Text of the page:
UC Africana studies professor looks to the past to better the future
Holly McGee strives to inspire the next generation of Black intellectualism
February is the busiest month of the year for University of Cincinnati associate professor of Africana studies Holly McGee. Throughout the month, McGee finds herself in the heart of lectures, reading circles, and many other social and educational events centered around Black History Month.
Since her arrival in UC’s College of Arts and Sciences, McGee has taught a rich curriculum of undergraduate African American history courses. In addition to teaching, McGee is a published author with publications ranging from social perceptions and interpretations of race and gender in America and South Africa, to local Arkansas history, centered upon the state in which she grew up.
As a girl in Arkansas, McGee was inspired to focus her education on what would become her life’s work.
“I grew up having conversations in my church, in my home, about Black excellence,” said McGee. “These were dinner conversations for me growing up on a regular basis and that really did influence my decision when I went back to graduate school.”
McGee says she made the decision to attend two historically Black colleges and universities because she felt that her abilities and potential were not being recognized in traditional college settings.
McGee received her first undergraduate degree in English from Dillard University, the first of two historically black colleges or universities from which she received a degree. Just two years later, McGee received her master’s in Applied Social Science from Florida A&M University.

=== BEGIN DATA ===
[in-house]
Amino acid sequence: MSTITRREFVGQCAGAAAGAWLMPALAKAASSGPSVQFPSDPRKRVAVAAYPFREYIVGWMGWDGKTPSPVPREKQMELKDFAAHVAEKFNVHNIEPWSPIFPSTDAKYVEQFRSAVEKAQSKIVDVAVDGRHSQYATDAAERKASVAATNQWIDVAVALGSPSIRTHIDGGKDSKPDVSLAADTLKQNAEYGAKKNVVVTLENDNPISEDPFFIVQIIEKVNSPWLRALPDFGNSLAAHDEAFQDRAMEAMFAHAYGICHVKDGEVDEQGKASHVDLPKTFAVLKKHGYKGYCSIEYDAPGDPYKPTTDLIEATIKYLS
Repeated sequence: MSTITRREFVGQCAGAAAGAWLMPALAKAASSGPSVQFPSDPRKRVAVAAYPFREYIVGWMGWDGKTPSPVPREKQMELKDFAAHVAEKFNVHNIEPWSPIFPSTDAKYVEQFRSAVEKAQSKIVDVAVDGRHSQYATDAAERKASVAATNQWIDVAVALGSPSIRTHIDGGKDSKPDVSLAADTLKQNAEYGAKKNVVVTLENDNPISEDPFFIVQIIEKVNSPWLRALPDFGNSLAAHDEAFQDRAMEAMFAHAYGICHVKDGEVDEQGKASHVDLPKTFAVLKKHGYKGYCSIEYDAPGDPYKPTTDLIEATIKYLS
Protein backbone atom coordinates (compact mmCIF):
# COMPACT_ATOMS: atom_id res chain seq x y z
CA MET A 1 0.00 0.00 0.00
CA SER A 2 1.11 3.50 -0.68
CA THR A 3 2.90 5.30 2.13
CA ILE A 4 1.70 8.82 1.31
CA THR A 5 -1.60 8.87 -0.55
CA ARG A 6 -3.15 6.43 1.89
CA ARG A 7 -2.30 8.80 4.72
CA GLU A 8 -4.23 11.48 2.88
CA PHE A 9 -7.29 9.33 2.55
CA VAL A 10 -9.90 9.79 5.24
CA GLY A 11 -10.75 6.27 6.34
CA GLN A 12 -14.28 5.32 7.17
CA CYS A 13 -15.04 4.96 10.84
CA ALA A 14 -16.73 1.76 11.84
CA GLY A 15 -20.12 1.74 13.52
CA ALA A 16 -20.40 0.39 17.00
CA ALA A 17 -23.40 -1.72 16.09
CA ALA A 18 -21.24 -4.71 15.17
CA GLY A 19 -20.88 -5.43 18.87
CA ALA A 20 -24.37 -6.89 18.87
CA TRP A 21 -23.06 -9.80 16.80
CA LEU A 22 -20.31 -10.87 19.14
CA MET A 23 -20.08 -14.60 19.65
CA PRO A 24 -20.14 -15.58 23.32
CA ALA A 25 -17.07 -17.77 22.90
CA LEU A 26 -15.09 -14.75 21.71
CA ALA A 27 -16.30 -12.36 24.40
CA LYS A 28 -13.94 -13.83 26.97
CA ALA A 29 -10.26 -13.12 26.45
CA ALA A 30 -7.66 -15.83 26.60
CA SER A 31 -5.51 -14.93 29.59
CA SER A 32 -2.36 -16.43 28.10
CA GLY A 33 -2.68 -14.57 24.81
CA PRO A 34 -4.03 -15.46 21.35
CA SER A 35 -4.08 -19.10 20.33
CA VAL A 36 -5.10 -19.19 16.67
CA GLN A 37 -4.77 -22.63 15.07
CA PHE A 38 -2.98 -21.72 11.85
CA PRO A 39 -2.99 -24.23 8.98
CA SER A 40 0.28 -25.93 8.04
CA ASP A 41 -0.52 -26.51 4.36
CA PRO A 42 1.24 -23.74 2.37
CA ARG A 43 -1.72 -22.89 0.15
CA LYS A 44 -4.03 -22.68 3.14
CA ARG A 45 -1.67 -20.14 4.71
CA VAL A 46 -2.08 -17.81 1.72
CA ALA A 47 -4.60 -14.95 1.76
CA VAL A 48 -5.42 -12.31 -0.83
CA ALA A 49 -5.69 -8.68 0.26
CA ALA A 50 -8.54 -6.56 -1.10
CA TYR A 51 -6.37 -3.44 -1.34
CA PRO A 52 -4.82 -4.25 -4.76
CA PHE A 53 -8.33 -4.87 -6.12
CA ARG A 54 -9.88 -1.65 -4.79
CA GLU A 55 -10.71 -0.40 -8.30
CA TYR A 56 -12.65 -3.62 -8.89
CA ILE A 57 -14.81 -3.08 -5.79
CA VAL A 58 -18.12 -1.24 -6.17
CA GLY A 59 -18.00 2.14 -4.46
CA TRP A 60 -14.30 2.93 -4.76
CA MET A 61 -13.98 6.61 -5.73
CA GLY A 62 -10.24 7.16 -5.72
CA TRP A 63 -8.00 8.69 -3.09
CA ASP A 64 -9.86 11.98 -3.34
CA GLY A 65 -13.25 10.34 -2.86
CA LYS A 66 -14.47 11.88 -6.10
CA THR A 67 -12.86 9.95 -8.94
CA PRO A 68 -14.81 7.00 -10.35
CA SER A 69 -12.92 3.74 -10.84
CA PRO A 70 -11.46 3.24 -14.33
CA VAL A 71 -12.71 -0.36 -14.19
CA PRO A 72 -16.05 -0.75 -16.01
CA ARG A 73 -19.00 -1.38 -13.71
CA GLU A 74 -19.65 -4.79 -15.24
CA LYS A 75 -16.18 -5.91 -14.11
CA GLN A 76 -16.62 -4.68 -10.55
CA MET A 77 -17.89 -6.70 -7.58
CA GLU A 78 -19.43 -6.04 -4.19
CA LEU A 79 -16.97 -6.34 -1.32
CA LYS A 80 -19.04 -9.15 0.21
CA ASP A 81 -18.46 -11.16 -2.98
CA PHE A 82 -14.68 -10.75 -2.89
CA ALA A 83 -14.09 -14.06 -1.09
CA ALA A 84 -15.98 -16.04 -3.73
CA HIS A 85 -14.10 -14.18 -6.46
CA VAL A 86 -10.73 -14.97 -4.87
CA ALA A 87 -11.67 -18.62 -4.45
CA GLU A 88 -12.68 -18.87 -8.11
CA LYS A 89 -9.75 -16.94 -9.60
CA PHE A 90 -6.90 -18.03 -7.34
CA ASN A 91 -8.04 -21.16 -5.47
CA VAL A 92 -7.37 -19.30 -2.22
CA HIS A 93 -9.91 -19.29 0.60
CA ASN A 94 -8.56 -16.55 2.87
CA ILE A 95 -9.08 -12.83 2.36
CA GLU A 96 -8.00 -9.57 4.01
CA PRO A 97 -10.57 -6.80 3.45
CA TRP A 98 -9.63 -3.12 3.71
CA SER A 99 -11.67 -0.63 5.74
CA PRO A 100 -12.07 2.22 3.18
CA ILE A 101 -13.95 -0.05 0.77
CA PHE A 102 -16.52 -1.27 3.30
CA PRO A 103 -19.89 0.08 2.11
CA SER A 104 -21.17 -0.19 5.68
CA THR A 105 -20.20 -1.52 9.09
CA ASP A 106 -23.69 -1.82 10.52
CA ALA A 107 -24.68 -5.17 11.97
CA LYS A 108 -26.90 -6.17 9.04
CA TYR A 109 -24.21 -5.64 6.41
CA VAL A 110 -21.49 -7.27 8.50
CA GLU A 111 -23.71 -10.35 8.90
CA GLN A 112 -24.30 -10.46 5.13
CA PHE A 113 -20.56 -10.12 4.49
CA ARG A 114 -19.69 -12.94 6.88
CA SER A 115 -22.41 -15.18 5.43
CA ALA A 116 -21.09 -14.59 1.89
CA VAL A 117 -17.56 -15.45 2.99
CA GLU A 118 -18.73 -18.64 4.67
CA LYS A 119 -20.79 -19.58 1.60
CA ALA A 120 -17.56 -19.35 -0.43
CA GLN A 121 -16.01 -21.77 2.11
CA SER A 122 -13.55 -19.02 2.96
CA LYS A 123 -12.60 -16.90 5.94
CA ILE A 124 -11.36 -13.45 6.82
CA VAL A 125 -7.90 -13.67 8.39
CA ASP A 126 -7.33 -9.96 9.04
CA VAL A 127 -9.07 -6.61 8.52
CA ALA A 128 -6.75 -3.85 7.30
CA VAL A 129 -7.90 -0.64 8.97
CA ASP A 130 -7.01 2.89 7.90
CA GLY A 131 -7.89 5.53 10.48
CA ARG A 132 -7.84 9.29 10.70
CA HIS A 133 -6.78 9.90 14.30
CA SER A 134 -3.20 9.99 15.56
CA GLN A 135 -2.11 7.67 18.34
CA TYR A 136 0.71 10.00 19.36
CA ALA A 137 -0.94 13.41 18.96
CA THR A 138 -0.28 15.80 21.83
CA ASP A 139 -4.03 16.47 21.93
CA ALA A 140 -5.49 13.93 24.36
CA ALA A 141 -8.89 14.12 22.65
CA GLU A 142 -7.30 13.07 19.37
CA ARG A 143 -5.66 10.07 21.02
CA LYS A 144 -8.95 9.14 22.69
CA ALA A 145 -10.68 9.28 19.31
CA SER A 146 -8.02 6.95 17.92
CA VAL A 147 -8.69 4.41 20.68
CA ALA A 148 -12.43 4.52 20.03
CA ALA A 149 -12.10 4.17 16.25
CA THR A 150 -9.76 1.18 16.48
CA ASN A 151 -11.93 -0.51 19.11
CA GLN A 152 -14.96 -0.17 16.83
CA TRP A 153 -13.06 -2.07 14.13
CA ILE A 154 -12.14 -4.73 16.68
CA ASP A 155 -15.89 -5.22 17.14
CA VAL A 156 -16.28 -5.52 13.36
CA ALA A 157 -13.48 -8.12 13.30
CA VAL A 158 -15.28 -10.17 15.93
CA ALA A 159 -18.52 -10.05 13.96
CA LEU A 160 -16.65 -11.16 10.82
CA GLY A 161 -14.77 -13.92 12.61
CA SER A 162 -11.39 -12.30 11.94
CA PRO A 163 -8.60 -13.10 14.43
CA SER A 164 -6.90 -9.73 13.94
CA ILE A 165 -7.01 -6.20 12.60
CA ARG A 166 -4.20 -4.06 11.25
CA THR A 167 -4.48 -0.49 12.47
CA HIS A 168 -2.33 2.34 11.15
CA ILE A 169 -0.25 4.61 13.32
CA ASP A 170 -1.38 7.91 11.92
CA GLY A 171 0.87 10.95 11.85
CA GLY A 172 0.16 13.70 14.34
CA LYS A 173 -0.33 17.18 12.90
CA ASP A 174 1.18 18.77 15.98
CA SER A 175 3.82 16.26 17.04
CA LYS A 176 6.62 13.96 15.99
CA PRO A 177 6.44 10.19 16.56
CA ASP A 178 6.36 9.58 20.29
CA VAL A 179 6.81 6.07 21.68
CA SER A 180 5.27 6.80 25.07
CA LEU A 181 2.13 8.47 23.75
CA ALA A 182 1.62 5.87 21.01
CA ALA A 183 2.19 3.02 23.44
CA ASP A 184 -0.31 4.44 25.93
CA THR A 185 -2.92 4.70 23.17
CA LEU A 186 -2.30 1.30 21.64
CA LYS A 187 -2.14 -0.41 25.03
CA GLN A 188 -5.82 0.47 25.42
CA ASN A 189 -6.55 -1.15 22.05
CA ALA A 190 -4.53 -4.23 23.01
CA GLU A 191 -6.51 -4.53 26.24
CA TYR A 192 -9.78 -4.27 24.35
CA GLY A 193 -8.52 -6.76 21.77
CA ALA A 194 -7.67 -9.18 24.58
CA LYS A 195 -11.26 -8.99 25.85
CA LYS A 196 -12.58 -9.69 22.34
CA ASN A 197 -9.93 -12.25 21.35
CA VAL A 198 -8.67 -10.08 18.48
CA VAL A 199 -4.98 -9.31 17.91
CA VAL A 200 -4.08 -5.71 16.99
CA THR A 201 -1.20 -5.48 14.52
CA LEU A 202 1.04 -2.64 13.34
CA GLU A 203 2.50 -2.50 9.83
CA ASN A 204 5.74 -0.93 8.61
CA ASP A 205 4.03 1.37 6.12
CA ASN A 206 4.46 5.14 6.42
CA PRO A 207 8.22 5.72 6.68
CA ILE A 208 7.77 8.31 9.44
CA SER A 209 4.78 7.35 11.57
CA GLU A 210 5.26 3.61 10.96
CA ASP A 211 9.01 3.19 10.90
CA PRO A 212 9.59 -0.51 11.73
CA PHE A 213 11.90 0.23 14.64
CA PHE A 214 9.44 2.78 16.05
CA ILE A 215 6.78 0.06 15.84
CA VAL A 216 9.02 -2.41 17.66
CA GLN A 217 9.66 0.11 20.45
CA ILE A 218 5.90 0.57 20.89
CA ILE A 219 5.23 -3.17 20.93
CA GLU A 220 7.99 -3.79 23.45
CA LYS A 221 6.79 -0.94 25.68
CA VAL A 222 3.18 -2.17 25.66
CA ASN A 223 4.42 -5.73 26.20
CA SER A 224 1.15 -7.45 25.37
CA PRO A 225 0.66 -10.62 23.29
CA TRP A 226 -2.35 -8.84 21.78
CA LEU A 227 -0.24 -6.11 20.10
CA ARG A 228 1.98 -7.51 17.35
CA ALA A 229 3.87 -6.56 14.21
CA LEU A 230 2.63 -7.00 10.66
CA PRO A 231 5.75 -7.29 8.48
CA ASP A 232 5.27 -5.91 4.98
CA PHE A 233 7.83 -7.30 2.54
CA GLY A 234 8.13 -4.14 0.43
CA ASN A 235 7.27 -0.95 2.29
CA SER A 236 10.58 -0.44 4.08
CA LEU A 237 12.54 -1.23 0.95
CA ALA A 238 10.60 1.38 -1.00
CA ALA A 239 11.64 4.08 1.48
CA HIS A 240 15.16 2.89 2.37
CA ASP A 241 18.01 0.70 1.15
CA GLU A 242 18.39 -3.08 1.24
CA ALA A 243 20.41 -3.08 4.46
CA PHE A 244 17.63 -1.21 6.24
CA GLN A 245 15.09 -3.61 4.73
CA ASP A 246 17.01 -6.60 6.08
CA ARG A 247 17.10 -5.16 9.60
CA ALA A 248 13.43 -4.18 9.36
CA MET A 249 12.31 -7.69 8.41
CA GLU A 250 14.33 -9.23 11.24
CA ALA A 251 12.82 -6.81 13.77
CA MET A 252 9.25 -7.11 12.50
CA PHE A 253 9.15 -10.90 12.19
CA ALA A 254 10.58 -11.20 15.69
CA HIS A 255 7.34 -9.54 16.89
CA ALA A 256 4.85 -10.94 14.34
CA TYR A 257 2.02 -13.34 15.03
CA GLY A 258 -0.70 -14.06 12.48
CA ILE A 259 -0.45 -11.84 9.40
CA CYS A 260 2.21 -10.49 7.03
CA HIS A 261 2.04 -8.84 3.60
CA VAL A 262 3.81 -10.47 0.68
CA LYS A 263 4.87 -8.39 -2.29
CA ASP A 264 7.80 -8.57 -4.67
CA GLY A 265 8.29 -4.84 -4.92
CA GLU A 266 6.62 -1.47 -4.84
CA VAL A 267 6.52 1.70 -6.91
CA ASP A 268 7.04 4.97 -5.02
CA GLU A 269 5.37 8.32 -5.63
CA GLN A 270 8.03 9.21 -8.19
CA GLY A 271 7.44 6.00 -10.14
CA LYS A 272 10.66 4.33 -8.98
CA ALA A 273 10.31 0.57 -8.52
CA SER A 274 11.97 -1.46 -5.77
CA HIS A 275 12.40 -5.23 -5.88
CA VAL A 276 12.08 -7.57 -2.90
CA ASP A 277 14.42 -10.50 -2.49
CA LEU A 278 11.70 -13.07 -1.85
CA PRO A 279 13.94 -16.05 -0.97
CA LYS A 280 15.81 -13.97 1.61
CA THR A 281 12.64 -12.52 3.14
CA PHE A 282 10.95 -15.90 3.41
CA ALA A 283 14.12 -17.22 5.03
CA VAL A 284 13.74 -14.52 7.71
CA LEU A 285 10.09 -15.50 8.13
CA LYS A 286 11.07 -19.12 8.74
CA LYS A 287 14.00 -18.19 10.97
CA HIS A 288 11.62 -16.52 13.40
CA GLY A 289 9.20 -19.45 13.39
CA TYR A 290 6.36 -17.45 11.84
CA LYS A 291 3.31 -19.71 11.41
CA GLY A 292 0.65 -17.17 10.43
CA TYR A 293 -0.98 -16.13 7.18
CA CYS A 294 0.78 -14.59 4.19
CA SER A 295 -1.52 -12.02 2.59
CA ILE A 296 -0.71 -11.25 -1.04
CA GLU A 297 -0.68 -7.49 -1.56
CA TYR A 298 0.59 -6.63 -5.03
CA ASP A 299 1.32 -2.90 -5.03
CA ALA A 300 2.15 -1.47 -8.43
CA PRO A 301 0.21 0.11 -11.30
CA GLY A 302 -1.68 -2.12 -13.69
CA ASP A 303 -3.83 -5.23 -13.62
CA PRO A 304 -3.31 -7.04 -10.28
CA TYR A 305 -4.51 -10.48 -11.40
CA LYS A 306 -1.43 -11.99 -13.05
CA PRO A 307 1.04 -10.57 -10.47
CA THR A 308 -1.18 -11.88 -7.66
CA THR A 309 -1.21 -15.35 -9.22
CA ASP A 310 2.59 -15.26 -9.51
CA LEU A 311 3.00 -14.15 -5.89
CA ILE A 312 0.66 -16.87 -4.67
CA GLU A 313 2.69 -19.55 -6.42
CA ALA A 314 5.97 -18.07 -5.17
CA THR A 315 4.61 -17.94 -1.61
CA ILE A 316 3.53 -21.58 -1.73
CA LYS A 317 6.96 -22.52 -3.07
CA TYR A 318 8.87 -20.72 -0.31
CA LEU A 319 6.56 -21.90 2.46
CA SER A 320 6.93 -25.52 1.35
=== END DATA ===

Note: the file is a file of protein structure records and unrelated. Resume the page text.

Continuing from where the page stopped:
Three years after receiving her first master’s degree, McGee was inspired to attend graduate school once again, this time at the University of Wisconsin-Madison, where she received her second master’s degree in Afro-American Studies in 2004. In 2011, she received her doctoral degree in U.S. history from the same university.
While pursuing her second master’s and doctoral degrees at the University of Wisconsin, McGee was able to work under Nellie McKay and Stanley James, two renowned names in the field of African American intellectual history.
“I had the chance to work with and under McKay and James, and I realized that that is what I wanted to do,” said McGee. “I wanted that Ph.D to be able to propel the next generation of black intellectualism forward.”
I wanted that PhD to be able to propel the next generation of black intellectualism forward.
Holly McGee, UC Associate Professor of Africana Studies
After spending her first 10 years at UC in the history department, McGee is now an associate professor in the Africana Studies department. While McGee’s specialization is African American history, her subfields that she specializes in include South African history and women’s studies.
McGee also currently has three independent study students enrolled in a course she created called “Created Unequally.” The course gives her students the opportunity to engage in the subject of the evolution of black womanhood in the United States.
“We created this class called “Created Unequally.” We were pulling through the 10 top court cases and legal battles involving black women’s bodies and the mechanism of America. It is really fantastic,” McGee said.
Creating 28 days of Black excellence
In honor of Black History Month, McGee coordinated many events throughout February, called 28 Days of Black Excellence. The event includes a four-part weekly lecture series hosted by McGee every Wednesday at Ludlow Wines, 343 Ludlow Ave. Also, each week features themed keynote addresses from Black artists, professionals, writers and musicians from across the country.
“I started in May,” said McGee. “What I did was I sat down, and I reached out to every department. It has been months of me speaking to as many people as I possibly can saying how about we make a big deal out of this and make a real impact on campus. It has been a year in the making and anyone who is serious about Black History Month, it should be a year in the making for them as well.”
Featured image at top: Image of civil rights protesters. Credit: Logan Weaver @ LGNWVR for Unsplash.
By Ryan Smith
Student Writer, A&S Department of Marketing and Communication
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